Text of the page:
I would say awareness is always first. Learning to have part of myself in observer mind. That is, watching what's happening without judging it as good or bad. Difficult emotions are totally allowed. Suppressing them to keep parents happy is common but unhealthy long term.

As per what Edna said about secondary emotions, this is where we can wind ourselves up even more. A very wise meditation teacher I know refers to this as hifawif. Pronounced hif-a-wif. Which stands for: How I Feel About What I Feel. When I'm upset I will often get upset at being upset. This just adds to the general overwhelm and makes dissociation more likely. This is part of the issue that I actually have quite a bit of control over and buy realising it I can try to move back into not judging myself for having feelings. Then it's just the original feeling. This also makes it easier to name an emotion as there are less emotions to deal with. Frustration for me is often frustration at myself for not dealing with the emotion better.


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ToughDiamond
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13 Jun 2022, 10:48 am

I tend to do a lot of planning to pre-empt frustration in the tasks I take on, and I'm always reluctant to do anything that I haven't thought out beforehand, anticipating the snags and figuring out some idea of what to do if they happen. I'm unlikely to bite off more than I think I can chew unless I've kind of psyched myself up to the fact that I'm about to take a calculated risk.

I suppose I don't expect my plans to work very well, so failure doesn't take me by surprise very often. And I tend to be aware when I'm feeling frustrated these days, which I think helps me to keep the feeling under control.



Nic na Mara
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14 Jun 2022, 11:27 am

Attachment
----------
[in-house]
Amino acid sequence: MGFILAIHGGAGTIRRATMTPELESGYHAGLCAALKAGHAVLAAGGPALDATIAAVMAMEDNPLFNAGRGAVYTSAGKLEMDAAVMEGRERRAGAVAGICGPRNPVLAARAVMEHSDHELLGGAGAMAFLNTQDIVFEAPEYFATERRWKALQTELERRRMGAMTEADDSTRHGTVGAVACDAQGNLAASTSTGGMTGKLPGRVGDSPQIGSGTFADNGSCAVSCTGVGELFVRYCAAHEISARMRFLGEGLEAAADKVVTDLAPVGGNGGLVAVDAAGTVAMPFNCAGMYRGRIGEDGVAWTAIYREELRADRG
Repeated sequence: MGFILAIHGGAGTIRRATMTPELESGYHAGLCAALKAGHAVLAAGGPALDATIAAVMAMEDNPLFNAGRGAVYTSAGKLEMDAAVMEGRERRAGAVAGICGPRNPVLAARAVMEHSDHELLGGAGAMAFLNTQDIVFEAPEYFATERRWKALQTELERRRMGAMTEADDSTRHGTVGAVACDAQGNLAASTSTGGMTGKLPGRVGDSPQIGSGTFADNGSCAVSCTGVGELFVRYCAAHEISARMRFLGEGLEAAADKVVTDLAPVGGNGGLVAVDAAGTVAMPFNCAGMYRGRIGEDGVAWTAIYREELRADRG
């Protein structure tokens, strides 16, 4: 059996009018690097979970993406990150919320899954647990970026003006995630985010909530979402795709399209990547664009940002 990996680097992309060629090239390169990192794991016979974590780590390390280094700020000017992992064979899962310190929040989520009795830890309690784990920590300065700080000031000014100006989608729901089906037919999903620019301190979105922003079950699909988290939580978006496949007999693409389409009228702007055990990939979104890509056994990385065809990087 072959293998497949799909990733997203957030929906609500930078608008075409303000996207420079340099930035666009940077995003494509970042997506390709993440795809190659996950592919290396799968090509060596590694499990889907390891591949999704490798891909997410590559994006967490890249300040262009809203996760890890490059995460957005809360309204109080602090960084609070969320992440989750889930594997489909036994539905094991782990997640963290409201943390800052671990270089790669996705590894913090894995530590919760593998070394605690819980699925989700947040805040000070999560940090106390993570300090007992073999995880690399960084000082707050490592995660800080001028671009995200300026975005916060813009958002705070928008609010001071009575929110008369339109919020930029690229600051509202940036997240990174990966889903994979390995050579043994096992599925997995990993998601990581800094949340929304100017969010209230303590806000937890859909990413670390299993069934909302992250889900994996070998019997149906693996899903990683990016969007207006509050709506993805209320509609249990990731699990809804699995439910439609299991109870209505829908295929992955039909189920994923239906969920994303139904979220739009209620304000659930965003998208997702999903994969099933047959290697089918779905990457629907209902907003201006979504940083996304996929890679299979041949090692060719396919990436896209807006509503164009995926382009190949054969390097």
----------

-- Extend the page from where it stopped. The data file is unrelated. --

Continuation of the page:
Observing yourself with mindfulness is a good start. In my free time, I study "The Atlas of Emotions" compiled by Holiness the Dalai Lama and Paul Ekman:

http://atlasofemotions.org/

I have already read his book "Emotions Revealed". It helped me a lot to understand and deal with my own feelings and to understand the strange behavior of NTs. People who say that and then act differently. It's quite confusing and frustrating.



MBlokzyl
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02 Aug 2022, 5:19 pm

I am frustrated all the time; it’s practically a career. I sometimes have to take between 2-8 hours of meditating and seclusion to avoid a complete meltdown. My communication with my wife is poor I have realized and that is a lot of my problem. It’s nothing that she’s done it’s just because of my poor communication.
Alcohol is very helpful for this but not helpful for every other part of my life so I rarely use is for the purpose of numbing my brain.
I try to plan things out so I won’t get frustrated but I never seem to have all the variables so it hardly ever seems to work out.
Trying to stay grounded and in the present moment